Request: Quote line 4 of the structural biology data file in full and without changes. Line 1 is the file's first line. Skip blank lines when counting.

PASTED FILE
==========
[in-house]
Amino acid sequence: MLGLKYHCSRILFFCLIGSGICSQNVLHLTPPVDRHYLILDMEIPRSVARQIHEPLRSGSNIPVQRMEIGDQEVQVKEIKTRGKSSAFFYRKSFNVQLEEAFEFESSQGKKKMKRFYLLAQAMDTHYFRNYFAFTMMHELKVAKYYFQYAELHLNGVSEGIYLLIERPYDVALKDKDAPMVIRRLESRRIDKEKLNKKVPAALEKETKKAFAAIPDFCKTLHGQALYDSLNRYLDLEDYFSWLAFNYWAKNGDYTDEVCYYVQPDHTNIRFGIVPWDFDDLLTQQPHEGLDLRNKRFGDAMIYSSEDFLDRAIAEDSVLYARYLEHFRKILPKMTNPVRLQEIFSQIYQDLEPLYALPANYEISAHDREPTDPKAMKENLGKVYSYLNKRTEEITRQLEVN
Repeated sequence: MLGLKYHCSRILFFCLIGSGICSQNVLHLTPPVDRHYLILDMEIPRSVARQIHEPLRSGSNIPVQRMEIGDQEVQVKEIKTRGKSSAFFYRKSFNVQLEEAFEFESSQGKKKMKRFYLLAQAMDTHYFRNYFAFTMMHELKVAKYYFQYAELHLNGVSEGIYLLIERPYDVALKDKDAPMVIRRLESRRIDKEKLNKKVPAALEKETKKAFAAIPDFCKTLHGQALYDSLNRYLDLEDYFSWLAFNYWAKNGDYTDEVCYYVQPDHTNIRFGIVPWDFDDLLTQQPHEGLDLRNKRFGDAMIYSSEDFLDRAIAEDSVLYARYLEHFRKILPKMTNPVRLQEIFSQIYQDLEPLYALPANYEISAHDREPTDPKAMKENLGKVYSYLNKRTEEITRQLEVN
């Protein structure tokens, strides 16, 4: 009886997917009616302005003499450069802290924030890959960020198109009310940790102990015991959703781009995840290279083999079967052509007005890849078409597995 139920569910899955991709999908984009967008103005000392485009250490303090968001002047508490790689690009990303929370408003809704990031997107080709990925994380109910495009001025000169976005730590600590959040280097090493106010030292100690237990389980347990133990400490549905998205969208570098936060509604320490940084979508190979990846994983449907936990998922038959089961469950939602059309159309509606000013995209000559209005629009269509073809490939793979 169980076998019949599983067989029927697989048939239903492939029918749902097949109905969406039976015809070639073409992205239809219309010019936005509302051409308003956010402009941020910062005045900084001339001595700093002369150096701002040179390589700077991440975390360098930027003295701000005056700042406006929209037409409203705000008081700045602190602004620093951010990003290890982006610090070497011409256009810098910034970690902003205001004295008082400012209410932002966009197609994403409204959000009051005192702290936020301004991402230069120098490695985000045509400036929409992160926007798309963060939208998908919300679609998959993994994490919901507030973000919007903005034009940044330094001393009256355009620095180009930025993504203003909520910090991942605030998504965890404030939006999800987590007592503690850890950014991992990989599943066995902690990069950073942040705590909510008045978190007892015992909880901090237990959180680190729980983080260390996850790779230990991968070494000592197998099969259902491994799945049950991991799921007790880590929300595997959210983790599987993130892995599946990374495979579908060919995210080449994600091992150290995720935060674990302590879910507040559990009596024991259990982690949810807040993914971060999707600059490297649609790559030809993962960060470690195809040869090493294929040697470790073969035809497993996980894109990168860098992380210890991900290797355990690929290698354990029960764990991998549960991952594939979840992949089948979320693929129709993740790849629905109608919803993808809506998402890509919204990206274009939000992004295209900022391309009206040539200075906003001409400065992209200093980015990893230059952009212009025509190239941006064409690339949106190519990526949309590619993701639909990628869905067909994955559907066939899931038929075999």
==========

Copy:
């Protein structure tokens, strides 16, 4: 009886997917009616302005003499450069802290924030890959960020198109009310940790102990015991959703781009995840290279083999079967052509007005890849078409597995 139920569910899955991709999908984009967008103005000392485009250490303090968001002047508490790689690009990303929370408003809704990031997107080709990925994380109910495009001025000169976005730590600590959040280097090493106010030292100690237990389980347990133990400490549905998205969208570098936060509604320490940084979508190979990846994983449907936990998922038959089961469950939602059309159309509606000013995209000559209005629009269509073809490939793979 169980076998019949599983067989029927697989048939239903492939029918749902097949109905969406039976015809070639073409992205239809219309010019936005509302051409308003956010402009941020910062005045900084001339001595700093002369150096701002040179390589700077991440975390360098930027003295701000005056700042406006929209037409409203705000008081700045602190602004620093951010990003290890982006610090070497011409256009810098910034970690902003205001004295008082400012209410932002966009197609994403409204959000009051005192702290936020301004991402230069120098490695985000045509400036929409992160926007798309963060939208998908919300679609998959993994994490919901507030973000919007903005034009940044330094001393009256355009620095180009930025993504203003909520910090991942605030998504965890404030939006999800987590007592503690850890950014991992990989599943066995902690990069950073942040705590909510008045978190007892015992909880901090237990959180680190729980983080260390996850790779230990991968070494000592197998099969259902491994799945049950991991799921007790880590929300595997959210983790599987993130892995599946990374495979579908060919995210080449994600091992150290995720935060674990302590879910507040559990009596024991259990982690949810807040993914971060999707600059490297649609790559030809993962960060470690195809040869090493294929040697470790073969035809497993996980894109990168860098992380210890991900290797355990690929290698354990029960764990991998549960991952594939979840992949089948979320693929129709993740790849629905109608919803993808809506998402890509919204990206274009939000992004295209900022391309009206040539200075906003001409400065992209200093980015990893230059952009212009025509190239941006064409690339949106190519990526949309590619993701639909990628869905067909994955559907066939899931038929075999």